I love that, taking pieces of inspiration from history and tying them into the museum. is there a particular place in Leipzig where you find inspiration?
I really do get inspiration from the history of the city. Just a few weeks ago someone told me in the GDR time there was a cinema in the train station—a 24 hour cinema. You just walked in and saw a movie for free. Isn't that great! This got me thinking about the space here [in the atrium]. I want to make 24 hour art spaces within this part of the museum.
And talking to people. I talk to and visit studios every week. Three to four artists every week. And this is very interesting because I get to see all mediums, genders, and ages. On Tuesday, I visited an artist in the countryside who is 88 years old. The stories he shared with me are so interesting and provide so much inspiration.
We have to take care of these people because in history, they were almost forgotten. In 1989 everyone felt this common sense: we are a new country this is great with lots of potential. Artists in this time worked for a few years really intensely. They made lots of works because they felt so powerful, but it took a turn and was a really sad time. Very few artists were able to swim on the top of the wave, most crashed down. When I visit with older artists, sometimes I am often first person from a museum in these 30 years who has knocked on the door.
How do you think about your role in this?
I try to do something for them. When you walk into the lobby by the front desk, there are four paintings on the wall. The painter is a 87 year old Jewish man, so he was completely forgotten. He lived here, and it was not an easy life here in Leipzig. He left the city after the fall of the wall because he felt there were more opportunities elsewhere. But no one was took care of them.
When I met him, we had a really nice talk. He was so grateful for the visit that he decided to give the museum one of his paintings as a gift. Later, he wrote me a letter that said, ‘I really like what you're doing and it's better to stand on two legs so I'll send you another one (painting).’ He sent me four and asked the people of Leipzig choose which to keep. For a while we had an iPad where visitors would vote to decide. There were thousands of participants!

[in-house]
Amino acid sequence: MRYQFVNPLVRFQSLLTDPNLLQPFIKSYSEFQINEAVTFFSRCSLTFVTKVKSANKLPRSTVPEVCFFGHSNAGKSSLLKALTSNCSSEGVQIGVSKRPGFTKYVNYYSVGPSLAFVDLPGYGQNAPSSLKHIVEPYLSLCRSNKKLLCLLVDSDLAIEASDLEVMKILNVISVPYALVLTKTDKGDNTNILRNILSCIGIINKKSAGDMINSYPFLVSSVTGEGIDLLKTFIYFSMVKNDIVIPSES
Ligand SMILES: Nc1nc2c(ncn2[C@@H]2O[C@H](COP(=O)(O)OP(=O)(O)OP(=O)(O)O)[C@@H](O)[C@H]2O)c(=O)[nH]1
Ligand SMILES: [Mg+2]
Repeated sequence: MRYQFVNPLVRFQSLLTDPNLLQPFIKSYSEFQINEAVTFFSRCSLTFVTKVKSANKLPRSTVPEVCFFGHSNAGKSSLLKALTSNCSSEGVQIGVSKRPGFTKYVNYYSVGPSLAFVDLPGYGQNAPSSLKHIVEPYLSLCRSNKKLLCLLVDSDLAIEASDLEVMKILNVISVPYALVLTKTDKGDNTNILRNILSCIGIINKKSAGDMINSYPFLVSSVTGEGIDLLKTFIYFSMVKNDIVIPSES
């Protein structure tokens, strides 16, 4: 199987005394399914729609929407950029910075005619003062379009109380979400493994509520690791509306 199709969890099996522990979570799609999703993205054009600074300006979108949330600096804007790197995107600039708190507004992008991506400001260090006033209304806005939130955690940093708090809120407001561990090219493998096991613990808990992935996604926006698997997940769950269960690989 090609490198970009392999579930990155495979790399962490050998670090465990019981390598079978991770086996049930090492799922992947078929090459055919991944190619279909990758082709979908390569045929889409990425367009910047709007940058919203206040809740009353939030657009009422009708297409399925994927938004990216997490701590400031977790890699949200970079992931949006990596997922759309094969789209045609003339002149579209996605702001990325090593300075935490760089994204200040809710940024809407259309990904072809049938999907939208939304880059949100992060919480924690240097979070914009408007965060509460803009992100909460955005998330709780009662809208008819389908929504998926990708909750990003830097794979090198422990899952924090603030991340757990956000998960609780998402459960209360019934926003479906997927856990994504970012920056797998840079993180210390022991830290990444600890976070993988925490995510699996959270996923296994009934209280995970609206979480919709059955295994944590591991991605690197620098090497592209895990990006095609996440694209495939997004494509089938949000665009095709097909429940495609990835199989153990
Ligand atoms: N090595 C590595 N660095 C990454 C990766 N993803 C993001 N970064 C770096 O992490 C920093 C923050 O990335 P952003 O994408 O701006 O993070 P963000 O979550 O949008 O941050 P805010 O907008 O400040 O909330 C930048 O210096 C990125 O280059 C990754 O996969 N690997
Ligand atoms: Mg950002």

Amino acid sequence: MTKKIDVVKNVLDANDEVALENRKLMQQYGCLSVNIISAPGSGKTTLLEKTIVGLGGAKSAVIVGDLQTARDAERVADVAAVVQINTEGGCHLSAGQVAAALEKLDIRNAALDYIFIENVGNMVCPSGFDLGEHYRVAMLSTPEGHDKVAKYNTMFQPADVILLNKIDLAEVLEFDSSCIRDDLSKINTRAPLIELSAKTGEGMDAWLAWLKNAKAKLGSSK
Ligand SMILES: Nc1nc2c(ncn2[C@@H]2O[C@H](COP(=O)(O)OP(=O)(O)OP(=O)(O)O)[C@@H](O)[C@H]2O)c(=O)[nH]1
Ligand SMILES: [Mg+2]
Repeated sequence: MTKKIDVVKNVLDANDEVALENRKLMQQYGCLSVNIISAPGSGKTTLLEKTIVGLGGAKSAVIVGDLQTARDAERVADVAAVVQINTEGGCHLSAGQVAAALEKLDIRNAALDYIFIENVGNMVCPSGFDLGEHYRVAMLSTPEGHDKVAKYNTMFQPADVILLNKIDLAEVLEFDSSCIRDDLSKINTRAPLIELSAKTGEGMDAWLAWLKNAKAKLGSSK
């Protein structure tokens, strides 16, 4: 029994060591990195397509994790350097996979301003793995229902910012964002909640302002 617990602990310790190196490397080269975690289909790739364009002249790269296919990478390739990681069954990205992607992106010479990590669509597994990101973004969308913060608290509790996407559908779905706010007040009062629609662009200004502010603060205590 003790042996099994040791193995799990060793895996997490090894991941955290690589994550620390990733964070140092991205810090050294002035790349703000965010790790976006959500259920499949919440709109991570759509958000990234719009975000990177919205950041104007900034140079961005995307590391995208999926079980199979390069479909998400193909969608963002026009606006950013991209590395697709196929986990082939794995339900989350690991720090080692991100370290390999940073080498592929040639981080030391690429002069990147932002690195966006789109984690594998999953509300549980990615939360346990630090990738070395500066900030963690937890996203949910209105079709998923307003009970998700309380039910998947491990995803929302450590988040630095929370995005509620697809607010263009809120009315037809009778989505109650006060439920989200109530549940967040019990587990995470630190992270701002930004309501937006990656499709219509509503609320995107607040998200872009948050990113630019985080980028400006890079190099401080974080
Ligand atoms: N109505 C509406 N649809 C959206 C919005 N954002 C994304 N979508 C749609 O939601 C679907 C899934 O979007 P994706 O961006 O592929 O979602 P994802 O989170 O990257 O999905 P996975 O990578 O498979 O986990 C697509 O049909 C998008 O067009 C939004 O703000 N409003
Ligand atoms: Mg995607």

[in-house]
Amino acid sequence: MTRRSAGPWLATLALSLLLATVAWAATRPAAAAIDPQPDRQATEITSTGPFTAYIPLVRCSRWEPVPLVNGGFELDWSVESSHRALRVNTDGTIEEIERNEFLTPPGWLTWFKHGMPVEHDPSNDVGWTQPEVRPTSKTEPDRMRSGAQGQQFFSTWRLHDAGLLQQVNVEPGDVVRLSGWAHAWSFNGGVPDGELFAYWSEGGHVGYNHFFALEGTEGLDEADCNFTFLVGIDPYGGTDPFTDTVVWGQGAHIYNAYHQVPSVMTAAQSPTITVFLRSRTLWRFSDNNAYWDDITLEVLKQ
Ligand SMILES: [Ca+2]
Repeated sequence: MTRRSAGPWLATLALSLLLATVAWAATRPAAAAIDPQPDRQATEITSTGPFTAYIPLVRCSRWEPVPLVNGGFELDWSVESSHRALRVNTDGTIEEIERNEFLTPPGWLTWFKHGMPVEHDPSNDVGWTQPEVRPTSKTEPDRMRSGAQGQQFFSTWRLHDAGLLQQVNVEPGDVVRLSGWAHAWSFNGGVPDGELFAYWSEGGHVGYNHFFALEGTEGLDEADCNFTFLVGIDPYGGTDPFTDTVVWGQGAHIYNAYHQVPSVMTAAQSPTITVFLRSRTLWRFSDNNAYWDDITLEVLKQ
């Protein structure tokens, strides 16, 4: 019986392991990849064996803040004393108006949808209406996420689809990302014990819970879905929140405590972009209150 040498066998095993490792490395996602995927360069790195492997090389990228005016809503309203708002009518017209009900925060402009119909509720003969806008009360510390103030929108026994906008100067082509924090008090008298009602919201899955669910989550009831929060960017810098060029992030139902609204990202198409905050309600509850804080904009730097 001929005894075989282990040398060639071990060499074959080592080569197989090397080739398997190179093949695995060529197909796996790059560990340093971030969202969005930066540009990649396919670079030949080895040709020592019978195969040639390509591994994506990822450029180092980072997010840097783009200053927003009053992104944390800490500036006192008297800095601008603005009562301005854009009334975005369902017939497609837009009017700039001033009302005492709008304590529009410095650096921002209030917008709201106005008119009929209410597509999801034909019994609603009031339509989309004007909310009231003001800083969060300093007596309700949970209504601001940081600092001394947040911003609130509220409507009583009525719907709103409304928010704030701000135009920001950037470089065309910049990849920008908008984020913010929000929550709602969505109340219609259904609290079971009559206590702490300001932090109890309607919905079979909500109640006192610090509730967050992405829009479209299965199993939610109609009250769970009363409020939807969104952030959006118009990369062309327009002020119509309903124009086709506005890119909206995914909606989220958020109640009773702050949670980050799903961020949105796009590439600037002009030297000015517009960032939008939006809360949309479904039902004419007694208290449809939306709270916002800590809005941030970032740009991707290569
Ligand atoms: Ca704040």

For you personally, How did you find yourself at this museum in particular?
My career in art started in my childhood. I great up on Lake Attersee, a small lake near Salzburg where Gustav Klimt spent almost 16 years in the summer and then studied art history and archaeology in Salzburg. Later, I went to The Albertina in Vienna and focused on the work of Oskar Kokoschka and Gustav Klimt. I worked for more than 20 years in Vienna, but when this position opened here at MdbK I thought, let’s give it a try!
Leipzig and Vienna are linked. Here in Leipzig, we have an important painter: Max Klinger, but he is also a key figure for Austrian art. Klinger believed in the idea of a "Gesamtkunstwerk" (total work of art), adopted from Richard Wagner (also from Leipzig). He transformed the idea of the “total work of art” into art itself. This was new to the Viennese, and they appreciated this ideology: everything as art. As a result, Klinger was invited often to show his work and today, many important works from Klinger are owned by Austrian Institutions and only on loan here in Leipzig.
If you find yourself in Leipzig, walk into the atrium and up through the museum and think about more than the art you see: consider the history, the city, and the space as you explore. The space itself is quite magical and there is no ignoring the architecture. Designed by Hufnagel / Putz / Rafaelian, the museum boasts six massive atriums and unique interiors.